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No one knows everything, especially about SQL Server. When you encounter a problem, especially for the first time, you may not know how to solve it. I’ve seen some crazy approaches taken to fix problems – like duct tape on a car. Many times, instead of fixing the root cause of a problem, such as a poorly-performing query, a server-level change is made.

Here are three rolls of duct tape to avoid.

car1

I hope Brent can see out of the windshield. Don’t tell him I took the company car.

Clearing the Plan Cache Regularly

“We found that the system would be running fine, then a user would run a report with a certain set of parameters, and it would slow down. Running DBCC FREEPROCACHE every day solved that problem.”

When you run DBCC FREEPROCACHE, all the query execution plans in memory are dropped. The next time every query is run, SQL Server will have to compile a plan, and this is expensive. CPU usage will increase. Queries will run slower the first time they are executed. Is it worth dumping the hundreds or thousands of plans that are saved for reuse for the sake of one or two that are bad?

If a query runs acceptably most of the time, but runs very slowly at other times, check into what else is running on the server at the same time, and also investigate statistics and parameter sniffing. Often, you’ll find that a simple change can fix the problem – without taking drastic measures that affect the whole server.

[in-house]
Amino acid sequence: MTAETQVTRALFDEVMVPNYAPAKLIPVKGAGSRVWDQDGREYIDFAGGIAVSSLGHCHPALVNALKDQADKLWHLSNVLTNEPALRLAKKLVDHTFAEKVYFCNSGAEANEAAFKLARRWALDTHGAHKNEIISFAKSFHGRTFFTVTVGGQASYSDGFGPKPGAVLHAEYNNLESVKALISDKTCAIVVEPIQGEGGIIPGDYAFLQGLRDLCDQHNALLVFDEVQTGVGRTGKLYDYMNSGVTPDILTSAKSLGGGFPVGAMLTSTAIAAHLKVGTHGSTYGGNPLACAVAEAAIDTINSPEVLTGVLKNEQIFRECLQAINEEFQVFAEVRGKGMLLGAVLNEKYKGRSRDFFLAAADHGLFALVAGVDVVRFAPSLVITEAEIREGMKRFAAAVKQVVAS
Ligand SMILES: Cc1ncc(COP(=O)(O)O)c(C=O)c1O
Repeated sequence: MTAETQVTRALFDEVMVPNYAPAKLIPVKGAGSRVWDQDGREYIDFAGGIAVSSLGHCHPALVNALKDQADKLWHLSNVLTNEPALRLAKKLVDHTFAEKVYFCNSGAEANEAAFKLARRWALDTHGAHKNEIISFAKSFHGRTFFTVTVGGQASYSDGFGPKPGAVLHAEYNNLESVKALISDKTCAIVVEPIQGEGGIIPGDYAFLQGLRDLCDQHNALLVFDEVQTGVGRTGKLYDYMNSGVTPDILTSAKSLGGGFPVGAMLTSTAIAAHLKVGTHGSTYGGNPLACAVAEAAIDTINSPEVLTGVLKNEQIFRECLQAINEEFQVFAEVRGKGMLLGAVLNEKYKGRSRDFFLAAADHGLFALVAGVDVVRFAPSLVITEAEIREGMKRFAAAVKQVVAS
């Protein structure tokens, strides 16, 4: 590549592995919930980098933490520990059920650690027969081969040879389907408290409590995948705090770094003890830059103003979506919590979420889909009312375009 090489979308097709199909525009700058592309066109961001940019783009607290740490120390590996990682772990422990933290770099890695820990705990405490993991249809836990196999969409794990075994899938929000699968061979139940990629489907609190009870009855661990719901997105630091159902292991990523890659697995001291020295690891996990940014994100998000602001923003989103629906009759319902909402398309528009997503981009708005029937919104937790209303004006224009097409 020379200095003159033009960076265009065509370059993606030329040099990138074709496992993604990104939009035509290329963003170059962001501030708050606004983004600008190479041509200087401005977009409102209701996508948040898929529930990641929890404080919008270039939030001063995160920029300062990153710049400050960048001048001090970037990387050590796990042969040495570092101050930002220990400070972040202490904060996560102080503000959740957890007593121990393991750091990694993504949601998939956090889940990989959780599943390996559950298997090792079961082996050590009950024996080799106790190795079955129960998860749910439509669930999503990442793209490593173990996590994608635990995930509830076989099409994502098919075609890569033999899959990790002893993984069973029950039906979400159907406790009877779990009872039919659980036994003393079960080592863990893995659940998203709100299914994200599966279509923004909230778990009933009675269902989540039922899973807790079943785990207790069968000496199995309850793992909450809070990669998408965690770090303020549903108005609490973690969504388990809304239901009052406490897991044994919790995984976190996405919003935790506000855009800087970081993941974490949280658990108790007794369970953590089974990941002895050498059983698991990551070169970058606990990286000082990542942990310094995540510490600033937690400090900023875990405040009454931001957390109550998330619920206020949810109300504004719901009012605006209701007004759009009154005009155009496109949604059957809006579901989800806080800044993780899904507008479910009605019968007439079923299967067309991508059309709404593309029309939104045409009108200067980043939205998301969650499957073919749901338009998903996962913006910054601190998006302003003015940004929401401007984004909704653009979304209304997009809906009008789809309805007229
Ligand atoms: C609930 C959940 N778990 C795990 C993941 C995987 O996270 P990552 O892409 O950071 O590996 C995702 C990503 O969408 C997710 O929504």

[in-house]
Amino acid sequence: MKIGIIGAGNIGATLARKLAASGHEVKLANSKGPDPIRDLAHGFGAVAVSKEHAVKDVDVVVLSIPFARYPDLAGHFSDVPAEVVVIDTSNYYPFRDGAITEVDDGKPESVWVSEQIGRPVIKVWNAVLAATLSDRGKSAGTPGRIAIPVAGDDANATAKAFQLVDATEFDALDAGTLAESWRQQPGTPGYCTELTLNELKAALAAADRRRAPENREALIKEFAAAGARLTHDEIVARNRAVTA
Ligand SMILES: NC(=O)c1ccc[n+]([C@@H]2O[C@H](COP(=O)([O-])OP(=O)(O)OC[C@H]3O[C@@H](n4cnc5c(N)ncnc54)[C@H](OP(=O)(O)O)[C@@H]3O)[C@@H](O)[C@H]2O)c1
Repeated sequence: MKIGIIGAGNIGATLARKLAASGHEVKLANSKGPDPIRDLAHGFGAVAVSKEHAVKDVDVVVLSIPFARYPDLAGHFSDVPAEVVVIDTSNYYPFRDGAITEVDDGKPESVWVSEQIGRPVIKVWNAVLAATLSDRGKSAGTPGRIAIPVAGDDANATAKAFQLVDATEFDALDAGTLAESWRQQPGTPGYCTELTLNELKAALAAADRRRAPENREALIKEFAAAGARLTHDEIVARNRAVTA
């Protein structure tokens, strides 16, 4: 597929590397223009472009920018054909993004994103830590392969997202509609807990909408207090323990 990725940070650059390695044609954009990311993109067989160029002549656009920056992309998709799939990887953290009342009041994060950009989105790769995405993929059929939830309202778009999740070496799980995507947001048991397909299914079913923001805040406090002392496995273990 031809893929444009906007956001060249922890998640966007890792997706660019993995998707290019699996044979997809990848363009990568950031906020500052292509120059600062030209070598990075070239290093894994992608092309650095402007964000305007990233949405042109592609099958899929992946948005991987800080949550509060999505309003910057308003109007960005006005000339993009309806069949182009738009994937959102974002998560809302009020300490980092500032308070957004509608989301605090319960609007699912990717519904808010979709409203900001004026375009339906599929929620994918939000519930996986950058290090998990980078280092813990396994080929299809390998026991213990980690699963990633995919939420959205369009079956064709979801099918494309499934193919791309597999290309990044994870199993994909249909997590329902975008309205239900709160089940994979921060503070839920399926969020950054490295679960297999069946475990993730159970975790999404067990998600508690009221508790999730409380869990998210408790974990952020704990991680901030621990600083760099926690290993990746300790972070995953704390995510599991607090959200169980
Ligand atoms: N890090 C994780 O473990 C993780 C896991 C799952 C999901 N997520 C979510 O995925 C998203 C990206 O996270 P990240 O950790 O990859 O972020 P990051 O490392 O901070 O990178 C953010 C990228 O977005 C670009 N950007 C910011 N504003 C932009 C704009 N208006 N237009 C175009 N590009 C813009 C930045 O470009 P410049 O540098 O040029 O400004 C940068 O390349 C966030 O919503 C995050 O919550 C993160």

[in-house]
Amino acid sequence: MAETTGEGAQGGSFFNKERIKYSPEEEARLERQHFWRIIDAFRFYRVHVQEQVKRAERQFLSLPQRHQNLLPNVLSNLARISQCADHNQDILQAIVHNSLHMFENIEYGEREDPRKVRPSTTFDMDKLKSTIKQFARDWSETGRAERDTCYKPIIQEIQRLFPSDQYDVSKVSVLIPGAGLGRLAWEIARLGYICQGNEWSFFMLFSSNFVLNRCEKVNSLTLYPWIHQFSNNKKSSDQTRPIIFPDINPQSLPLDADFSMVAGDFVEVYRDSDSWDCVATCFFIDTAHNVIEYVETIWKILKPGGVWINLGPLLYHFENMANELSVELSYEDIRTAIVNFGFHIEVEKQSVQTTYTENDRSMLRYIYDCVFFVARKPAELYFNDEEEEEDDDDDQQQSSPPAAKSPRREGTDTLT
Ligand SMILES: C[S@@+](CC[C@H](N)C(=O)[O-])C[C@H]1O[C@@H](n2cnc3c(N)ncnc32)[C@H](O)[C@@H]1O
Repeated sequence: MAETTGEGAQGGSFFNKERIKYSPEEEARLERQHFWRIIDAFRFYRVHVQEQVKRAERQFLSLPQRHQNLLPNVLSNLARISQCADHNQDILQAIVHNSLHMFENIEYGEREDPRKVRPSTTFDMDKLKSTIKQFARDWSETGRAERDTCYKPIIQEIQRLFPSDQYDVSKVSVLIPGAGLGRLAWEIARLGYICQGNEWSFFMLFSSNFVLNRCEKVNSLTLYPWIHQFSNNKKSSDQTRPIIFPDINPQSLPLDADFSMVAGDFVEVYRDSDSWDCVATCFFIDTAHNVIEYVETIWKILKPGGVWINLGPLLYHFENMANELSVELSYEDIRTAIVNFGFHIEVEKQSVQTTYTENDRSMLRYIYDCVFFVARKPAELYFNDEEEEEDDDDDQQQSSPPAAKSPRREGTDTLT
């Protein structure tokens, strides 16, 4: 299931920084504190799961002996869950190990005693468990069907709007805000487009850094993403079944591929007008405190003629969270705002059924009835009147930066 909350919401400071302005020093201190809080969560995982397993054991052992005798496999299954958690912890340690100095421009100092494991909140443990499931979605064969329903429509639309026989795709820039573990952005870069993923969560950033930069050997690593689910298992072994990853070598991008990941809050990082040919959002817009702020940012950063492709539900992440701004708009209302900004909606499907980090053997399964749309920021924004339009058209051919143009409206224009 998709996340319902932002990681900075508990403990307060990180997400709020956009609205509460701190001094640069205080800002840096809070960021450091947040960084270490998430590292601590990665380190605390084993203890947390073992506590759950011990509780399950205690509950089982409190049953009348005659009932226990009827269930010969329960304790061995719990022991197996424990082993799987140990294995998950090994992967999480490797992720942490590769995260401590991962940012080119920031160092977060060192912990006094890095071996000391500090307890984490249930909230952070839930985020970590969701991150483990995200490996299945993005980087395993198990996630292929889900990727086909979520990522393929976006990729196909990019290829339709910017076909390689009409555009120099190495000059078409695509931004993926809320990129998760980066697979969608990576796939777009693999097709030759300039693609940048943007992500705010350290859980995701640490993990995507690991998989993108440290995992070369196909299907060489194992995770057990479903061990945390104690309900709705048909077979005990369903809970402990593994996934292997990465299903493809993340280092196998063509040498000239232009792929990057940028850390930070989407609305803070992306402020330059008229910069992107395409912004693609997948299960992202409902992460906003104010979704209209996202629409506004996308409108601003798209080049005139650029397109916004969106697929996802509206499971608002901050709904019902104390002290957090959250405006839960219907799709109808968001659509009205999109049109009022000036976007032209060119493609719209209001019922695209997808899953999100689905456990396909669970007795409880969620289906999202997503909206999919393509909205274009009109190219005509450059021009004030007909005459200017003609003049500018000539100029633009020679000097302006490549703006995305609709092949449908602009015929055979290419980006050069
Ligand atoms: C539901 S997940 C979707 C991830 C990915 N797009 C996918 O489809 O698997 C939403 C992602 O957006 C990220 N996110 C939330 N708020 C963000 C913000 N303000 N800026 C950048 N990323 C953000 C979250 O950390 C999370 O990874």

Shrinking Files Regularly

“Tempdb grows from its normal 25-30 GB to 100 GB every Wednesday night. Our drive is only 100 GB in size, so I set up a job to shrink it back down every Thursday morning.”

Or, your log file doubles in size once a week, so you create a job to run DBCC SHRINKFILE weekly, too.

If this happens, there is something running in your database that is causing the data or log file to grow. A large index is rebuilt frequently. A batch job is run to insert a large amount of data all at once, instead of in sections. You need to find the source of the problem and fix it. Constantly shrinking and regrowing files leads to fragmentation, and fragmentation leads to poor performance.

Combining Development and Production Databases on the Same Server

“Our database performance has been really bad the last month. We are testing new features in our development database, which is on the same server as our production database, and I think that might be the problem.”

When you write new code, you need to test it first. You absolutely should have separate development and production databases. You also should keep them on separate servers. When they share a server, they share resources, and poorly performing queries that are being tested in development can bring production to a screeching halt.

You have many options for setting up a development server. Trying to find hardware? Use an older server that has reached the end of its production lifecycle, or, if you have a virtual environment, request a virtual SQL Server. Worried about licensing? For development only, you can purchase a copy of SQL Server Developer Edition for about $50 per user.

Learning from the Past

These are only three of the valuable lessons I’ve learned from working with SQL Server. Finding the root cause of a performance problem and solving it is a much better long-term solution than implementing a short-term workaround.

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  1. Some usual suspects on this list

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